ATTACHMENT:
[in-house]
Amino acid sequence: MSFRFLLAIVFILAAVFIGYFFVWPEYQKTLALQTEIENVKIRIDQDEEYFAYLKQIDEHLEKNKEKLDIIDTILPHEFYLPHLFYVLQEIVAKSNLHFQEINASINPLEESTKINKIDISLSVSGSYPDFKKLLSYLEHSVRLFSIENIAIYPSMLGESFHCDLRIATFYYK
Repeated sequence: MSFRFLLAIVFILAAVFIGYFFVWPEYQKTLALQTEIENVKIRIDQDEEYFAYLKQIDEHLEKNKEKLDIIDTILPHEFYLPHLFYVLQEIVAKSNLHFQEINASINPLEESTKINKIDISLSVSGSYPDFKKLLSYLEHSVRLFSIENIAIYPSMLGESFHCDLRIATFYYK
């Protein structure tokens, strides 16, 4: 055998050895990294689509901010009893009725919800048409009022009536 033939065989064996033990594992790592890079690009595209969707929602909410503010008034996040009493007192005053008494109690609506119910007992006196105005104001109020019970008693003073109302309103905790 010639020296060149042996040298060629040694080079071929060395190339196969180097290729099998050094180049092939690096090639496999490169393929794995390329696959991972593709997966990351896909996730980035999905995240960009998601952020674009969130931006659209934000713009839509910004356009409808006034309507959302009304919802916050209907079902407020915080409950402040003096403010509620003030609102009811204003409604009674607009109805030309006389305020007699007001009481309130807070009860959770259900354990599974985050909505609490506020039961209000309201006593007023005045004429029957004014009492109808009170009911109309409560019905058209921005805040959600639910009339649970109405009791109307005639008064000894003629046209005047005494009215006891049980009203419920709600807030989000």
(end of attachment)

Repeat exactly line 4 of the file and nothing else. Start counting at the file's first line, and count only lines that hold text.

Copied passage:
């Protein structure tokens, strides 16, 4: 055998050895990294689509901010009893009725919800048409009022009536 033939065989064996033990594992790592890079690009595209969707929602909410503010008034996040009493007192005053008494109690609506119910007992006196105005104001109020019970008693003073109302309103905790 010639020296060149042996040298060629040694080079071929060395190339196969180097290729099998050094180049092939690096090639496999490169393929794995390329696959991972593709997966990351896909996730980035999905995240960009998601952020674009969130931006659209934000713009839509910004356009409808006034309507959302009304919802916050209907079902407020915080409950402040003096403010509620003030609102009811204003409604009674607009109805030309006389305020007699007001009481309130807070009860959770259900354990599974985050909505609490506020039961209000309201006593007023005045004429029957004014009492109808009170009911109309409560019905058209921005805040959600639910009339649970109405009791109307005639008064000894003629046209005047005494009215006891049980009203419920709600807030989000």